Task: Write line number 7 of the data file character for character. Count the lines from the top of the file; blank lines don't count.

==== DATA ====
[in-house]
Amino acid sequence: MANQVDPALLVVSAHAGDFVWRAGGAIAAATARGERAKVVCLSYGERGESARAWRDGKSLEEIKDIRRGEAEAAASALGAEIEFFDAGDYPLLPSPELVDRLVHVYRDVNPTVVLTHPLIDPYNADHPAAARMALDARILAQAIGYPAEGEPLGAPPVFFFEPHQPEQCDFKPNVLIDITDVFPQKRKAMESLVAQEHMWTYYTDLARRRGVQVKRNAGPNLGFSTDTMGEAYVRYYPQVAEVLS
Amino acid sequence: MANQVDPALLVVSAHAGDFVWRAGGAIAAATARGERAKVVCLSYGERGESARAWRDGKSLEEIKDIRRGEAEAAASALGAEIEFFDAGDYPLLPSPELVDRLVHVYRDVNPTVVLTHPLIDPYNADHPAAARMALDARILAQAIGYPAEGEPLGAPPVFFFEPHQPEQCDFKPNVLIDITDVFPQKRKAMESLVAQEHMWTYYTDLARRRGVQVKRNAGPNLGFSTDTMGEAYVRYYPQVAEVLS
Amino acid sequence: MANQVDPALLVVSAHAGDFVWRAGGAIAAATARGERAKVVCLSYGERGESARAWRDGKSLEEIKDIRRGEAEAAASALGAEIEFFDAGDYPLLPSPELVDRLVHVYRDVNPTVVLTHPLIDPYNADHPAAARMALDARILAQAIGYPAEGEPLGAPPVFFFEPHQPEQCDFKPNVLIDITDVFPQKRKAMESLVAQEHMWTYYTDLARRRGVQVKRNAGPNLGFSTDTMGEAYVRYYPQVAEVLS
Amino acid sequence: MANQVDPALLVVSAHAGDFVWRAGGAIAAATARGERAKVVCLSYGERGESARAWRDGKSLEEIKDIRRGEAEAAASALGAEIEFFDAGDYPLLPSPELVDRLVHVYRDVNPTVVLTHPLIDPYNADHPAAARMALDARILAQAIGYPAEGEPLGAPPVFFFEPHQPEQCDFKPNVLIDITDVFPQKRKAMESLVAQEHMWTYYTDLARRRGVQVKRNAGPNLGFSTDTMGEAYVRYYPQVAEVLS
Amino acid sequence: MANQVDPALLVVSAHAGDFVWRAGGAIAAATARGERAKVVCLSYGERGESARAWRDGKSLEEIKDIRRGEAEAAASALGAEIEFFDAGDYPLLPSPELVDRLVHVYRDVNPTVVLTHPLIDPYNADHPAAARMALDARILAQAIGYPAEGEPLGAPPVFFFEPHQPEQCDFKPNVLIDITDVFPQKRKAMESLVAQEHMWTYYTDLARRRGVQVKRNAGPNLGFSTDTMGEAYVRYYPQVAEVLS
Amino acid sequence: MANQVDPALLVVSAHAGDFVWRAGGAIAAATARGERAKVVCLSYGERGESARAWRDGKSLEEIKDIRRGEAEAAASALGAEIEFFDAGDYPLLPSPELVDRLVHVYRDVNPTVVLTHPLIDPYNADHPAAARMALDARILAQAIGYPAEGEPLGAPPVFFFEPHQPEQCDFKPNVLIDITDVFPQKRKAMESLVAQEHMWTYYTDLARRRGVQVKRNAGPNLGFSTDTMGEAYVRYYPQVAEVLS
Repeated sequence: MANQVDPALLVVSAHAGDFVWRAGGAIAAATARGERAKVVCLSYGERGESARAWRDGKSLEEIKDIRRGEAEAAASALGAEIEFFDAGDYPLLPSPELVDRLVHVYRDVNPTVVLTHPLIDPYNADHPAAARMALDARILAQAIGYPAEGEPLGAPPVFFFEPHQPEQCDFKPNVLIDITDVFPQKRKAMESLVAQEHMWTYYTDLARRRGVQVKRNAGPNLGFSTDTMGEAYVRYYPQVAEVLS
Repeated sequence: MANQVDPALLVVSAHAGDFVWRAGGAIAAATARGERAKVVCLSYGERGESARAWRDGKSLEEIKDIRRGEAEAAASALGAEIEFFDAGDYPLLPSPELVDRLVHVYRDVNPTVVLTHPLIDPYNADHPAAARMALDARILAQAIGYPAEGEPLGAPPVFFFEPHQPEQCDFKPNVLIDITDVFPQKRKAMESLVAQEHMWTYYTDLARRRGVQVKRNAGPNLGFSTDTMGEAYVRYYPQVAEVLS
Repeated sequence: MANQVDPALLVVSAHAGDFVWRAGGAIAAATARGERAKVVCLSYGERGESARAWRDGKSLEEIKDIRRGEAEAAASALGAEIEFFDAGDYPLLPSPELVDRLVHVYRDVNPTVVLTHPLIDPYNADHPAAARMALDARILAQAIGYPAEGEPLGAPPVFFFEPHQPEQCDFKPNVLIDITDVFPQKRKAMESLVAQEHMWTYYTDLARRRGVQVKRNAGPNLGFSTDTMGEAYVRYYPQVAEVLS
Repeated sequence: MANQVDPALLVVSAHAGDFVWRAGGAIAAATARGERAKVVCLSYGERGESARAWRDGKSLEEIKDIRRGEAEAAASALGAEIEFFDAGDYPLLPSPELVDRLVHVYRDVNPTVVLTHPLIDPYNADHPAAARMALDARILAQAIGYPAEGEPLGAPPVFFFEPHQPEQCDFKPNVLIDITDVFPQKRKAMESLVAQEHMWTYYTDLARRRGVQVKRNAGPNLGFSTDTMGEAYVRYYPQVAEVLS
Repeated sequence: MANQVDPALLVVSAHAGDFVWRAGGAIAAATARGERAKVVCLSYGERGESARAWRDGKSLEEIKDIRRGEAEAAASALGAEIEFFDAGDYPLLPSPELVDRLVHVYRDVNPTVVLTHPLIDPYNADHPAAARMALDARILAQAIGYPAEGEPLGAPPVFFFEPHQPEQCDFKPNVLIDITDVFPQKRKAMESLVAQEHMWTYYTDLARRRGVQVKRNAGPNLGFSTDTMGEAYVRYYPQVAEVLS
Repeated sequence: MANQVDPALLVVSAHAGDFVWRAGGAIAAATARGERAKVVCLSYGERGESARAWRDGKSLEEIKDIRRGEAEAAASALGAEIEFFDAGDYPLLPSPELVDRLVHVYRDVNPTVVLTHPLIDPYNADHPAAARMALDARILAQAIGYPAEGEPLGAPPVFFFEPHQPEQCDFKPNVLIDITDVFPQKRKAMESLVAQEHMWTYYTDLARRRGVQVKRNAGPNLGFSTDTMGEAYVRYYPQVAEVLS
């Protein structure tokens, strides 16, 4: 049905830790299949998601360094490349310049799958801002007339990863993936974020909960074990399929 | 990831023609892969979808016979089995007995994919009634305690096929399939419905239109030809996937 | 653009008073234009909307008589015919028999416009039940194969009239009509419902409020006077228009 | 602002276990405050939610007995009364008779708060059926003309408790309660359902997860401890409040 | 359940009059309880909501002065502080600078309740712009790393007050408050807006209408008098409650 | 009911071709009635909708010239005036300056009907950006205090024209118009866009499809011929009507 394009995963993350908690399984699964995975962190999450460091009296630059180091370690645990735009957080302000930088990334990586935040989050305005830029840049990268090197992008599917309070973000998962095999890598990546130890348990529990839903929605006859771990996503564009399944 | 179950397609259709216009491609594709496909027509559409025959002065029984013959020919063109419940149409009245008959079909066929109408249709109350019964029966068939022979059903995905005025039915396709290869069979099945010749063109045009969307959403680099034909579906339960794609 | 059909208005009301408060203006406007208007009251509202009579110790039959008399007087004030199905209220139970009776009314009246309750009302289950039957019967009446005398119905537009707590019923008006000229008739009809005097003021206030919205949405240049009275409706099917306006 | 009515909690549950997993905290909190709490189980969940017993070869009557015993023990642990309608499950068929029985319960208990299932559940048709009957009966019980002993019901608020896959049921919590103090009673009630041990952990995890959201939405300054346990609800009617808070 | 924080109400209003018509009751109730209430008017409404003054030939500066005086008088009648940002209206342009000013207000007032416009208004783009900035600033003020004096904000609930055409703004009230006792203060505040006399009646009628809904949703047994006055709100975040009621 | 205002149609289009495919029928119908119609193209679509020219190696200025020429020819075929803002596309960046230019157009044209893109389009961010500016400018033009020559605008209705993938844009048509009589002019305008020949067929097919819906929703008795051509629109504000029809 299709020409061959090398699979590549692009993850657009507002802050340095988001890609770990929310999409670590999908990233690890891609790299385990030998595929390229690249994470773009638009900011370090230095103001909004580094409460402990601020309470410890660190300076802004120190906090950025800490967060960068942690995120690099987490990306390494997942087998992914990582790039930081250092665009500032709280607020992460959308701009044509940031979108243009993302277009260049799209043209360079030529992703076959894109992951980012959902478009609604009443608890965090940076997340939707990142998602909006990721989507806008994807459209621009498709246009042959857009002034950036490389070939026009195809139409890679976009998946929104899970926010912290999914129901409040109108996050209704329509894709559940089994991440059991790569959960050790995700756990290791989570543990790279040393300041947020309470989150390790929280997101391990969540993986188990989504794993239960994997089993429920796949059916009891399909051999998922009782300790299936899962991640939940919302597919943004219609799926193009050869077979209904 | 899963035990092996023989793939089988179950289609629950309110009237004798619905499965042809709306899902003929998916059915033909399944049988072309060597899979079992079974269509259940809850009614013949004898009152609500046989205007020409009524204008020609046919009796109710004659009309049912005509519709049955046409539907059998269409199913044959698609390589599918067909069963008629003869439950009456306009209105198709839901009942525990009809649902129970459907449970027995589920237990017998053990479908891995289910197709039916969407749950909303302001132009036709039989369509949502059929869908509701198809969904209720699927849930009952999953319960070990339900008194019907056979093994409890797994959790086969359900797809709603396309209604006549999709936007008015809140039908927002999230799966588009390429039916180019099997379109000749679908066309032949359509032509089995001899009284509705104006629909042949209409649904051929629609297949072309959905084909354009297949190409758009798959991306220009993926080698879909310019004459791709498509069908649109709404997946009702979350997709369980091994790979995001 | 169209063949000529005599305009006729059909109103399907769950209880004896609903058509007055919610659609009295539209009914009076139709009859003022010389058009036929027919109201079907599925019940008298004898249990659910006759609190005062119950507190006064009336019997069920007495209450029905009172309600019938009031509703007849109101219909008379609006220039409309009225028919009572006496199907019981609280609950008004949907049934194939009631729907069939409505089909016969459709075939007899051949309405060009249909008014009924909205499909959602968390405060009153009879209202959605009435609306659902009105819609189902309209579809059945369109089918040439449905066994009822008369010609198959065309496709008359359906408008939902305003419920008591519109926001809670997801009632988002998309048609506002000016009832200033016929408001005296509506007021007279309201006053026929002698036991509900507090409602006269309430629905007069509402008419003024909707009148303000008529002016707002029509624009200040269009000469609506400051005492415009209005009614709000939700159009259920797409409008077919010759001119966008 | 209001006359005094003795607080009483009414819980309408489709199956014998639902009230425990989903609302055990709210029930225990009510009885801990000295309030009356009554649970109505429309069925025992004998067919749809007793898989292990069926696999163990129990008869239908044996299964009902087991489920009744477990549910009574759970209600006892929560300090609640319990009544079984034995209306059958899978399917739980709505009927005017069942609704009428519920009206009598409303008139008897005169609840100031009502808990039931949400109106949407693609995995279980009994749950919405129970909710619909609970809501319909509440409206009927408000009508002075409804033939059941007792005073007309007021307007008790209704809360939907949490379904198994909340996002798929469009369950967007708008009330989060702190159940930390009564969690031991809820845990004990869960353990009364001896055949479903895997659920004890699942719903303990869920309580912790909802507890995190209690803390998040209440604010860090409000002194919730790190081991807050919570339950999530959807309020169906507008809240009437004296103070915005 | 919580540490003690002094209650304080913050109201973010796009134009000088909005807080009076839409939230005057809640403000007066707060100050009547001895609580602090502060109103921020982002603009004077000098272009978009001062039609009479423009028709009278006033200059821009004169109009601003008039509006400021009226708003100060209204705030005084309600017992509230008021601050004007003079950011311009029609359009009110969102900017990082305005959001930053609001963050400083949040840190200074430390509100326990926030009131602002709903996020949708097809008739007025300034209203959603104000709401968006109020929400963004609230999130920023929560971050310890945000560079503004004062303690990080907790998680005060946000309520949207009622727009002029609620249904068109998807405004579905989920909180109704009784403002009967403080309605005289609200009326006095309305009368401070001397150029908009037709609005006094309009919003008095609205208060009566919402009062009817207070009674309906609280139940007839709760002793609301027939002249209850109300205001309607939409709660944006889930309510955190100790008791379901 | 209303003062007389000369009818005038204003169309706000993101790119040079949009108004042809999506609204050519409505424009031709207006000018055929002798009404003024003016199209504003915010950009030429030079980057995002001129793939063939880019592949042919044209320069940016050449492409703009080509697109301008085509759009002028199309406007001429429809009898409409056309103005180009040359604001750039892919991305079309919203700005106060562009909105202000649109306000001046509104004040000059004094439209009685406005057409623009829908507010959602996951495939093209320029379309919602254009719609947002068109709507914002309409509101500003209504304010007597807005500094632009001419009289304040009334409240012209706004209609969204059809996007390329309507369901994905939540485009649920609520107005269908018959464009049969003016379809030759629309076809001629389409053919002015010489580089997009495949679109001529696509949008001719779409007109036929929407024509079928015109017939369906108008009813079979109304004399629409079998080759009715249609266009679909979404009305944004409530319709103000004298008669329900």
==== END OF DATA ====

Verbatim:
Amino acid sequence: MANQVDPALLVVSAHAGDFVWRAGGAIAAATARGERAKVVCLSYGERGESARAWRDGKSLEEIKDIRRGEAEAAASALGAEIEFFDAGDYPLLPSPELVDRLVHVYRDVNPTVVLTHPLIDPYNADHPAAARMALDARILAQAIGYPAEGEPLGAPPVFFFEPHQPEQCDFKPNVLIDITDVFPQKRKAMESLVAQEHMWTYYTDLARRRGVQVKRNAGPNLGFSTDTMGEAYVRYYPQVAEVLS